For my understanding "will not attempt to obtain a lease" means the DHCP server will never get a request for an ip address from this client so it means 192.168.0.10 is free and will give it to another client.
Setting a static IP is not a matter of just configuring the machine you would like to have that IP. Otherwise, what would happen when multiple people ...
First thing you should do is make your Raspberry pi's IP static. So that whenever you power up your Raspberry pi it should connect to your access point(Hotspot).
Connect to your Access point. Type ifconfig in raspberry pi's terminal and enter that IP address below, in my case it was 192.168.43.233
Start by editing the dhcpcd.conf file
sudo nano /etc/...
You can easily connect from OS X with ssh email@example.com (the default hostname is raspberrypi). This works without a conventional IP address (it uses link-local address).
If you are directly connecting the Pi to a computer it generally won't get an IP address, unless you have implemented Internet Connection Sharing on the host (which causes other ...
Setting a fixed IP address on a recent Jessie is easy:
and add at the bottom (i.e. below nohook lookup-hostname):
static domain_name_servers=192.168.1.1 184.108.40.206 220.127.116.11
No other file to be touched, ...
You have not defined a DNS-server. You have to manually define that when you are setting a static IP in the /etc/network/interfaces file.
If you instead have used to router (or DHCP-server) to assign an IP-address, defining a DNS-server would not be necessary.
Change the following lines:
iface eth0 inet static
I solved this by using the interface-specific unit (/lib/systemd/system/dhcpcd@.service), with an interface-specific dhcpcd.conf.
For wlan0, static IP address and no wpa_supplicant:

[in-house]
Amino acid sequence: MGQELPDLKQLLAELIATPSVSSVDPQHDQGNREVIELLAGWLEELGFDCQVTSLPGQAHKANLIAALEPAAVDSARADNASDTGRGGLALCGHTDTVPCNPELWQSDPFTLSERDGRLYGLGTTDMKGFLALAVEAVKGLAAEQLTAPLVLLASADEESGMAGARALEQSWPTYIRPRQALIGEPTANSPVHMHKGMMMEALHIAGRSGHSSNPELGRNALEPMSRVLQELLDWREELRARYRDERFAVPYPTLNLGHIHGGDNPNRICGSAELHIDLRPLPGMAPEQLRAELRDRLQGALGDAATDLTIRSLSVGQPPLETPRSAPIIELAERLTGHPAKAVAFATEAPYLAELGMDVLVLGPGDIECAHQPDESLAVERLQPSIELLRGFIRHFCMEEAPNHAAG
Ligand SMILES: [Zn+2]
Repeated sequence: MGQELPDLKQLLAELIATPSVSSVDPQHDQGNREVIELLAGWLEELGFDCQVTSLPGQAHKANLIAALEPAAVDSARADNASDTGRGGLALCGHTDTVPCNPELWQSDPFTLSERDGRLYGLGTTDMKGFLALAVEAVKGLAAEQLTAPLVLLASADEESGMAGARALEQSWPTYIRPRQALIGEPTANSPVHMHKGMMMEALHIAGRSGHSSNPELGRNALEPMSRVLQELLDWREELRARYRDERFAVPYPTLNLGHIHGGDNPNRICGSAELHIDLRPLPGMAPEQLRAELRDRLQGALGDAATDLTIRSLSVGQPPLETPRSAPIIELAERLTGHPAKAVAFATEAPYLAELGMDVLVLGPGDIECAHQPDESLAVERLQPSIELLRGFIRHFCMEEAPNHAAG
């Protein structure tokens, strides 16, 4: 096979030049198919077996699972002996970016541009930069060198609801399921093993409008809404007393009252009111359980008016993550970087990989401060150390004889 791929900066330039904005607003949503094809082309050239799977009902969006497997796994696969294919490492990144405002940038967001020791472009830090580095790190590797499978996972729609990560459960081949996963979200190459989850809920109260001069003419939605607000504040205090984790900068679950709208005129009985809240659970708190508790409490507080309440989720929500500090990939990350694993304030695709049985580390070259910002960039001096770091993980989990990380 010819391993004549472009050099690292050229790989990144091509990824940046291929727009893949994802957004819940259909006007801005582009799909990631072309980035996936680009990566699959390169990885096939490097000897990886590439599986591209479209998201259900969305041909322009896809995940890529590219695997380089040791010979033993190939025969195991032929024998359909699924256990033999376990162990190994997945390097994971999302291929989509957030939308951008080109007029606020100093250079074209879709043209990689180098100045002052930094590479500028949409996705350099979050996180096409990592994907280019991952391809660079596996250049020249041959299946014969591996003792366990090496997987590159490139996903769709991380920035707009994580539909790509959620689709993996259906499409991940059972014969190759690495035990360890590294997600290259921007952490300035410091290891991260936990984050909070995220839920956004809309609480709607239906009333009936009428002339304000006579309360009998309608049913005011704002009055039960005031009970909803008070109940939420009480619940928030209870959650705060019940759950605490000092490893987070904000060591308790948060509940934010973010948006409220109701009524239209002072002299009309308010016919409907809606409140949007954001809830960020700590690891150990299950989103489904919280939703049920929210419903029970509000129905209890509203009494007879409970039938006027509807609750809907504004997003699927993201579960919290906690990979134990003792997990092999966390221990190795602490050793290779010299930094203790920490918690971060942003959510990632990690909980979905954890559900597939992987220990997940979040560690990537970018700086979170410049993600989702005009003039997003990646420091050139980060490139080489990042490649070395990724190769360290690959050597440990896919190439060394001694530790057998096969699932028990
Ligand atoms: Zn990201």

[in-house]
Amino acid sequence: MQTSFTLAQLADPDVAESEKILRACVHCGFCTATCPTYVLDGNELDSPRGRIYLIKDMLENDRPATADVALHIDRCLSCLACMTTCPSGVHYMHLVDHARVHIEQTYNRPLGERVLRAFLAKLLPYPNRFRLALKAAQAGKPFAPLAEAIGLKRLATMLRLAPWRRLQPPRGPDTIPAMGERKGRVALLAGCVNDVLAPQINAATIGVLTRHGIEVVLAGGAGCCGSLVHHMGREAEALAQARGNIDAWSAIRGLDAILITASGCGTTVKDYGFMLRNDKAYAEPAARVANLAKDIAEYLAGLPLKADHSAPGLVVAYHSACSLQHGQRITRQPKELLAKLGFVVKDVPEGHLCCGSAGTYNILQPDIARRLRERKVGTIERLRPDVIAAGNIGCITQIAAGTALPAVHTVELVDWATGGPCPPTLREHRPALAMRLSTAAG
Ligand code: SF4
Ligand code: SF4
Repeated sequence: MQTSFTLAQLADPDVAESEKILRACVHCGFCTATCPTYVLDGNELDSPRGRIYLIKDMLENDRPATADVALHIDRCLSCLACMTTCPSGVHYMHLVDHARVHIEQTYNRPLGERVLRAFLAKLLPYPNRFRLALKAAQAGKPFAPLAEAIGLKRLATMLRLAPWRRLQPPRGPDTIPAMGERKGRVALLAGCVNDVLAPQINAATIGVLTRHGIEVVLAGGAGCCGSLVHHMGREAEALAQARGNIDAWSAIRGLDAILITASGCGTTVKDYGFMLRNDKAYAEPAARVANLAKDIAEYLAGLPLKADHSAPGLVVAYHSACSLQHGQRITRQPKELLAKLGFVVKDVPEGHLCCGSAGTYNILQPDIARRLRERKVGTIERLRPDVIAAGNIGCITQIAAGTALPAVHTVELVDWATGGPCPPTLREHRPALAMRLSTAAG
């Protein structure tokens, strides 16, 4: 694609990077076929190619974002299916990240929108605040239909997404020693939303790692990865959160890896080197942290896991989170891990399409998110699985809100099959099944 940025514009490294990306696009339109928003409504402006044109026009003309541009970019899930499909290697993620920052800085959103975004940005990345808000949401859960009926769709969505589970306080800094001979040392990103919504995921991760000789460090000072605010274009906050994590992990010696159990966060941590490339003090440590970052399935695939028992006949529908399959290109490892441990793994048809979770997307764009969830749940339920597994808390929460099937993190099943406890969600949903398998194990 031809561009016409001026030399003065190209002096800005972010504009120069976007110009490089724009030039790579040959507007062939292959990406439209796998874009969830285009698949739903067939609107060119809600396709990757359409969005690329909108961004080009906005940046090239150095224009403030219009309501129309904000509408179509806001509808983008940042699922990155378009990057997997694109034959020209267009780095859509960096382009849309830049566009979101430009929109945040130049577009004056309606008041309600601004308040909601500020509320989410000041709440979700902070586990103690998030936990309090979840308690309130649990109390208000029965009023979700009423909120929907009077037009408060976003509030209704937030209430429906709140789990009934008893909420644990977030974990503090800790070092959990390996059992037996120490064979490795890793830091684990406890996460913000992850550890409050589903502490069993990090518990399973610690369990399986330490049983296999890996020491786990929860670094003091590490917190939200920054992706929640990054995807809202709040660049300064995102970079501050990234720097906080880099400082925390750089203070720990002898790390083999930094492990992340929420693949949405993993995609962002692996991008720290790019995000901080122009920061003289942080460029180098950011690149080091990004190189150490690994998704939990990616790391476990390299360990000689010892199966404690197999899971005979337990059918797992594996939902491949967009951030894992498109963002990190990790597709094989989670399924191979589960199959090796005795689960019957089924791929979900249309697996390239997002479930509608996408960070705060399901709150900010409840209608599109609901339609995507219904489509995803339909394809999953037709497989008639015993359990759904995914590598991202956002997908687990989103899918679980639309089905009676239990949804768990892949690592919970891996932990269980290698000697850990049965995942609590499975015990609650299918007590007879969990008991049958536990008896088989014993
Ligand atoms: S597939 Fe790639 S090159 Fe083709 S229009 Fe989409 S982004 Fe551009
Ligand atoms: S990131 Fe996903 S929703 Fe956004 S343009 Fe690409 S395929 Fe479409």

denyinterfaces wlan0 # don't send DHCP requests
nohook wpa_supplicant # don't call the ...
I'm answering a bit late I think but a solution exists, and I think it's worth mentioning it.
For each interface, it's possible in dhcpcd.conf to specify an SSID for which the configuration below will be valid. To do so:
First stop dhcpcd (e.g run sudo systemctl stop dhcpcd)
Under your interface configuration write ssid <...
Haven't read the discussion on the chat complete (to much for scanning) but I suppose you create a master image and copy it over to your RasPis. you say:
Ideally I want to be able to make changes to the SD card from my Mac, so it must be within the /boot partition since Macs can't read/write to ext4 file systems without paying for software to do
I also ...
It is a bit unclear how do you want to connect the Laptop to the Raspberry Pi. I will assume that there is no other wifi router as access point running for example to connect to the internet so you want to connect to the RasPi direct by wifi. You tagged a bridge so it is possible to bridge the wired interface eth0 to wifi interface wlan0. If you setup the ...
You have a typo in your config file - broadcasr should be changed to broadcast. Fix that and try again.
Also, please add auto eth0 line to your config, preferably just before iface eth0 inet static line. This line tells Debian to start this interface automatically at boot. Without it, you have to run some commend like ifup eth0 to configure your interface.
As other folks have said, not at "the same time". However, this doesn't mean they can't be configured simultaneously. When you plug in the Ethernet cable, you'd need to unplug the Wi-Fi, and if the Wi-Fi is plugged in you'd need to unplug the Ethernet. Keep in mind that switching would probably break current connections, so don't do it in the middle of a ...
This happened to me too (albiet on Raspbian).
If you'd rather not totally disable the dhcpcd service, you can add this to /etc/dhcpcd.conf to inform it of your static interface:
static domain_name_servers=192.168.0.1 18.104.22.168
This will stop it from ...
I always recommend setting a static IP in your home router. Setting a static IP in the OS will bite you in the rear end at some point in time.
Installing Samba/Avahi to adress your pi via its hostname. This way you don't need to remember an IP.